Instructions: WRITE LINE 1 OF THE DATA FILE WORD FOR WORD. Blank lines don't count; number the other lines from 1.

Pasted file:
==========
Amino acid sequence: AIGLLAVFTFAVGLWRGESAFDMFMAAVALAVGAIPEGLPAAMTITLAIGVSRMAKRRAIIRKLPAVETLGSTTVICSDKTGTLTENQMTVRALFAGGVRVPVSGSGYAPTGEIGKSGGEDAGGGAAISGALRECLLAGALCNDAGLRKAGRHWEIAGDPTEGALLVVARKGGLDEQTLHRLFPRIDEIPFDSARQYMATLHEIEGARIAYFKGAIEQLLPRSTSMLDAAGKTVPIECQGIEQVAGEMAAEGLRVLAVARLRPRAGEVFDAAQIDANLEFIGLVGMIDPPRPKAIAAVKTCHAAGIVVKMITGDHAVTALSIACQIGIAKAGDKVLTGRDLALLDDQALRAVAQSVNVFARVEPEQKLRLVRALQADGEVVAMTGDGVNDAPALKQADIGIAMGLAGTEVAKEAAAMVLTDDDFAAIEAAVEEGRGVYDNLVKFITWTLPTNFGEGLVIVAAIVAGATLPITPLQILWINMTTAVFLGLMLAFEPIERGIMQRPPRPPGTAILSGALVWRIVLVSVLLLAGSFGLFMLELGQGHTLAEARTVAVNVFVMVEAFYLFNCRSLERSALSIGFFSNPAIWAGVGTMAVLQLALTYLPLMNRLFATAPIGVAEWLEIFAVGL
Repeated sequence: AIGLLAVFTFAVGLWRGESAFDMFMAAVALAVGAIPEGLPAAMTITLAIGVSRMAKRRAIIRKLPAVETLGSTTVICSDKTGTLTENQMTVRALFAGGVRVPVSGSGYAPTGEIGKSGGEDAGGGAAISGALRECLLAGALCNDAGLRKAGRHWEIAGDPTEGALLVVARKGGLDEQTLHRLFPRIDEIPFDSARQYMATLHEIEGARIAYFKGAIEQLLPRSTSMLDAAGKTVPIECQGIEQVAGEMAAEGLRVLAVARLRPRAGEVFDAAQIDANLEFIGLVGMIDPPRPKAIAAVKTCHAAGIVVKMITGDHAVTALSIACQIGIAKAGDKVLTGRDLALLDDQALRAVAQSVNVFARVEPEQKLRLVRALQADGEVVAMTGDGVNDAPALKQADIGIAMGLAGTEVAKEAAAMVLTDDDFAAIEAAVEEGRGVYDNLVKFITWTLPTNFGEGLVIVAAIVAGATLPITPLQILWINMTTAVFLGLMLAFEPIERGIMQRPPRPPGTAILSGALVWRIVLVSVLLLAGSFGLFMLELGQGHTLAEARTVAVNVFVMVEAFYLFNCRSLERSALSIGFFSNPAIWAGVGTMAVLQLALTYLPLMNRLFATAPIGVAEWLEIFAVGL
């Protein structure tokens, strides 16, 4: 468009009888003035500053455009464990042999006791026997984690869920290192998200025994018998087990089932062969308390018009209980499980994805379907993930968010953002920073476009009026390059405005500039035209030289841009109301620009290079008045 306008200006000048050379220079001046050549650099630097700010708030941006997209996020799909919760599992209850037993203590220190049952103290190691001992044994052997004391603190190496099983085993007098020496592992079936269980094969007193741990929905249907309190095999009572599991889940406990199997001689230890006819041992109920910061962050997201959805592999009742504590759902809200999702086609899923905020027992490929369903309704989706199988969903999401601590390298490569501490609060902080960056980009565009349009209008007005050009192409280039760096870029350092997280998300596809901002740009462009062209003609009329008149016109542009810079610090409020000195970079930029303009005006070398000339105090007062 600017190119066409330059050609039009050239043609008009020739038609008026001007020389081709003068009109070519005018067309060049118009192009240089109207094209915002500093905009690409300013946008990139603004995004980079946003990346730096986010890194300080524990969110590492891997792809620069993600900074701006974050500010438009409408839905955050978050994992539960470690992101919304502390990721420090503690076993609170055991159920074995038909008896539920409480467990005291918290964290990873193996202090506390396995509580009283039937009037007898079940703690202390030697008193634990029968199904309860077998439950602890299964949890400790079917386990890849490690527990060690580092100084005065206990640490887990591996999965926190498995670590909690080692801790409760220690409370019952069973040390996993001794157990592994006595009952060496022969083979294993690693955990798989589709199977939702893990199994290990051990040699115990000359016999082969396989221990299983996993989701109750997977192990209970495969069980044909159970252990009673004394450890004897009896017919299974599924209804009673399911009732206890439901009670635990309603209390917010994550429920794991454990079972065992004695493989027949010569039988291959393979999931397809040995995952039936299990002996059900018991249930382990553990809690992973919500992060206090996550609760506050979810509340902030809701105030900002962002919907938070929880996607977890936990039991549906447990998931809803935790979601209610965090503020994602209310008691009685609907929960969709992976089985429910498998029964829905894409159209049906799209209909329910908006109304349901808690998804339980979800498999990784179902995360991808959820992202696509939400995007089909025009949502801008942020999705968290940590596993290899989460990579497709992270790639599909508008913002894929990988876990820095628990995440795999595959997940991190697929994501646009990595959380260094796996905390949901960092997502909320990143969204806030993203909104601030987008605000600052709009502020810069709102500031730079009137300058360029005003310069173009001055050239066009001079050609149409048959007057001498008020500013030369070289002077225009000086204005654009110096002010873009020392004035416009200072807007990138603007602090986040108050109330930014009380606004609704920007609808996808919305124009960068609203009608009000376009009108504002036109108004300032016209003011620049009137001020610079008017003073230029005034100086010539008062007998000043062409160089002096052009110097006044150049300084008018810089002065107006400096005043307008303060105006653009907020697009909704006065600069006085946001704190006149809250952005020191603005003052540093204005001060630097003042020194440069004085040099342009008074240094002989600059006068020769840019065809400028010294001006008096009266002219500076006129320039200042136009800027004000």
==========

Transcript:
Amino acid sequence: AIGLLAVFTFAVGLWRGESAFDMFMAAVALAVGAIPEGLPAAMTITLAIGVSRMAKRRAIIRKLPAVETLGSTTVICSDKTGTLTENQMTVRALFAGGVRVPVSGSGYAPTGEIGKSGGEDAGGGAAISGALRECLLAGALCNDAGLRKAGRHWEIAGDPTEGALLVVARKGGLDEQTLHRLFPRIDEIPFDSARQYMATLHEIEGARIAYFKGAIEQLLPRSTSMLDAAGKTVPIECQGIEQVAGEMAAEGLRVLAVARLRPRAGEVFDAAQIDANLEFIGLVGMIDPPRPKAIAAVKTCHAAGIVVKMITGDHAVTALSIACQIGIAKAGDKVLTGRDLALLDDQALRAVAQSVNVFARVEPEQKLRLVRALQADGEVVAMTGDGVNDAPALKQADIGIAMGLAGTEVAKEAAAMVLTDDDFAAIEAAVEEGRGVYDNLVKFITWTLPTNFGEGLVIVAAIVAGATLPITPLQILWINMTTAVFLGLMLAFEPIERGIMQRPPRPPGTAILSGALVWRIVLVSVLLLAGSFGLFMLELGQGHTLAEARTVAVNVFVMVEAFYLFNCRSLERSALSIGFFSNPAIWAGVGTMAVLQLALTYLPLMNRLFATAPIGVAEWLEIFAVGL